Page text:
4. Amadeus (1984)

I saw this at a young age and was somehow disturbed. However, it made me discover and respect the genius that was Wolfgang Amadeus Mozart.  It wasn’t until high school when I saw it again, but now the Director’s Cut, that I understood why this was an Oscar winner.  Mostly historical fiction, and based on a play by Peter Shaffer, the film focuses on court composer Antonio Salieri, played by F. Murray Abraham, and his jealousy towards Mozart’s creative inspirations and talent.  Tom Hulce also gives his all as the famous, yet broke, Mozart and shows the madman behind the music.  Filled with some of the most brilliant compositions ever written, this is one film to get others interested in who Mozart was and what drove him.  I usually don’t like many films with powdered wigs and pomposity, but it was compelling enough to watch and get invested in the story. Now when I hear a Mozart piece, I can’t help but listen to its wonderful layering and melodic cadence.

3. Jurassic Park (1993)

Steven Spielberg’s films have stood the test of time, whether it’s Raiders of the Lost Ark, E.T. The Extra-Terrestrial, or Saving Private Ryan.  But one of my favorites is the film based on Michael Crichton’s book about dinosaur cloning, containing state-of-the-art special effects, both practical and digital.  Back in the 1990s, those dinosaurs looked authentic, as if they never went extinct.  Even today, they still feel real to me.  It’s a film that focuses on scientists with different backgrounds, a study of the human response during a crisis, the advancement and abilities of duplicating life, and the commercialism that can be profitable, yet dangerous when abused.  That’s why this makes a good adventure/science fiction story.  It’s one of those stories you want to show as a cautionary tale.  It also features characters you care about.  Must I mention that Jeff Goldblum is one of the best parts of the movie?  It’s pretty obvious.  After all these years, I find that the original film plays better than the sequels.  That’s right.  Each sequel feels like a downgrade.  Just watch the stupidity in Jurassic World: Fallen Kingdom, then you’ll understand. Overall, this is the best of the series that any film fan, or Spielberg fan, could enjoy. And again, I’d love to visit that compound center and watch that short DNA film.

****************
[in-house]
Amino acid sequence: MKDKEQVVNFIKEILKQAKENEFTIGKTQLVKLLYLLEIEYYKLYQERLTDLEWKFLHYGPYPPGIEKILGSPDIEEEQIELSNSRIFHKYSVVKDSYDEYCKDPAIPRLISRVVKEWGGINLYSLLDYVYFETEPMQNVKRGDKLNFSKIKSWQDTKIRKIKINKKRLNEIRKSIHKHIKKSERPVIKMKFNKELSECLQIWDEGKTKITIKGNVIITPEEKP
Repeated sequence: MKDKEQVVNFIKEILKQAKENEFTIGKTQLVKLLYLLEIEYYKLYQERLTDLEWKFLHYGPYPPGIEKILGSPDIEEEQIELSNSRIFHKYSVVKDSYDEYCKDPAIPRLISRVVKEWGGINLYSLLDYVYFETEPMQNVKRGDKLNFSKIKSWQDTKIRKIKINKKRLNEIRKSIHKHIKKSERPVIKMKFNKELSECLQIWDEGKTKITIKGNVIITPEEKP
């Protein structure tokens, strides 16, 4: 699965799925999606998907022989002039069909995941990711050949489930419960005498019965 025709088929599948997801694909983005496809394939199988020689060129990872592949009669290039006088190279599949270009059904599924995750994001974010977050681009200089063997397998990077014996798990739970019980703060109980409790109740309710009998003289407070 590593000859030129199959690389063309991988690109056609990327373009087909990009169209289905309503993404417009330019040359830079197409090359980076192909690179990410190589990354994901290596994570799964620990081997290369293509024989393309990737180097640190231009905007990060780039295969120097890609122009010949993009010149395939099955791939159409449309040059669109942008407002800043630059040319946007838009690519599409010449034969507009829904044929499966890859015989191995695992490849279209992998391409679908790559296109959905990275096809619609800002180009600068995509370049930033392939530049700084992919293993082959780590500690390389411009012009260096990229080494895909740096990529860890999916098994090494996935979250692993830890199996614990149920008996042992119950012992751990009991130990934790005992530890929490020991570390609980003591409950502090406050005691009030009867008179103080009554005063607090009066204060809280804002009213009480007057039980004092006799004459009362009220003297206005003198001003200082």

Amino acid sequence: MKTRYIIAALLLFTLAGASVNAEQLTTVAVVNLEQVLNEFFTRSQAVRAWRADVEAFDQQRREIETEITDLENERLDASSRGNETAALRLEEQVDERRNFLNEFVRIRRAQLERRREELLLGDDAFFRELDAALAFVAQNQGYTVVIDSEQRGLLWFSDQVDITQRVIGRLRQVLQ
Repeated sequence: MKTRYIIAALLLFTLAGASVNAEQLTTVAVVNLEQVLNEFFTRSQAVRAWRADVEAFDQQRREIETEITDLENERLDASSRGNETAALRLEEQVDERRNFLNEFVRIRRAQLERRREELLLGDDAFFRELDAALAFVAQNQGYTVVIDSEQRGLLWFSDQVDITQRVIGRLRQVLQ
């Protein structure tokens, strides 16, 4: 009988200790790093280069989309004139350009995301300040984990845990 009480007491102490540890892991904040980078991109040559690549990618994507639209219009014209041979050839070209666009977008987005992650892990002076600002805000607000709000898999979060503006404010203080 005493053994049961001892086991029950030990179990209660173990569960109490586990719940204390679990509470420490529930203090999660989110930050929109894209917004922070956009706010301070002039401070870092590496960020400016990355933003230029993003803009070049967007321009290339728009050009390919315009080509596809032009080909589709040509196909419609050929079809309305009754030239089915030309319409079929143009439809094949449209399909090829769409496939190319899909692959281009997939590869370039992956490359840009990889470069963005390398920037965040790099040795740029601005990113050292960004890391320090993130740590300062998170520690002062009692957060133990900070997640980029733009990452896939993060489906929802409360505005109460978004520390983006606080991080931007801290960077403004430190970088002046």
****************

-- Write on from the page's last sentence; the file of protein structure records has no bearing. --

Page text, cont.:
2. Alien (1979)

I had always wanted to watch this film.  After seeing it represented in Disney Hollywood Studio’s attraction The Great Movie Ride (may it rest in peace), I was intrigued.  At 10 years old, I finally saw it.  No, I wasn’t scared.  I was thrilled.  I couldn’t believe someone thought of an alien that could attach itself to a human’s face, die out, and the human would give birth to a more dangerous alien. That scene is pretty chilling, when you think about it. Imagine you’re eating. You think someone is choking, and then BAM! An alien bursts out of his chest! Next, there was the alien xenomorph, which was frightening and creepy throughout. You felt like it was there coming after you.  When I saw those extra jaws pop out, I was shocked. I had never seen any extra-terrestrial being in movies have an ability like that, and I loved it. But one of my favorite parts was Sigourney Weaver’s character, Ellen Ripley.  Sure she’s cooler in Aliens, but here, she fights to stay alive as each crew member is picked off individually by the creature.  Along the way, this makes her grow as a character, becoming much tougher against an evil force threatening her life.  She’s relatable and interesting. Overall, this and its sequel are the best the franchise ever offered.  As for those other sequels: watch at your own risk.  Post-Aliens, it’s not as fun anymore.  This was Ridley Scott’s big directorial debut, and it feels more superior to James Cameron’s venture.  It’s not too fast-paced, but it’s not that slow either.  I think that’s why it feels so effective in what it tries to accomplish. 

And now for my big favorite…   

  1. The Lord of the Rings: The Return of the King (2003)

Peter Jackson’s Lord of the Rings trilogy is among my favorites of movie franchises, both the theatrical and extended cuts.  But it was the last of the epic trilogy that impacted me the most.  Seeing it on the weekend it opened, I had a great experience watching this satisfying conclusion on the big screen.  I’ve always argued that this will be the best thing that any of the actors will ever do.  And believe me.  If there were ever awards for Best Cast, I’d give it to them.  In this one, Frodo reaches Mordor, but faces conflicts in destroying the One Ring. And during that time I saw it, Frodo was my favorite character. However, I’ve now grown to love Sam and his undying bravery to protect his friend. Just watching the scene where he carries Frodo up Mount Doom shows he’d do anything for him.  But the rest of the story focuses on Aragorn and his destiny to become the next king of Gondor. This was great stuff, as well. His speech in the battle at the Black Gates was powerful and showed how he grew as a fighter and a leader.  I was impressed. Just after The Matrix: Revolutions let me down, this came to lift me up.  It was the best experience I’ve ever had in a movie theater, and even today, I get the best experience watching it on a big screen TV.  Sure, there are those who think the film has too many endings, but if you look at the book, most of those endings are part of J.R.R. Tolkien’s story.  Maybe I’m biased, but Return of the King is one of those movies that truly deserved all the awards.  No way The Hobbit movies could achieve any milestones like this.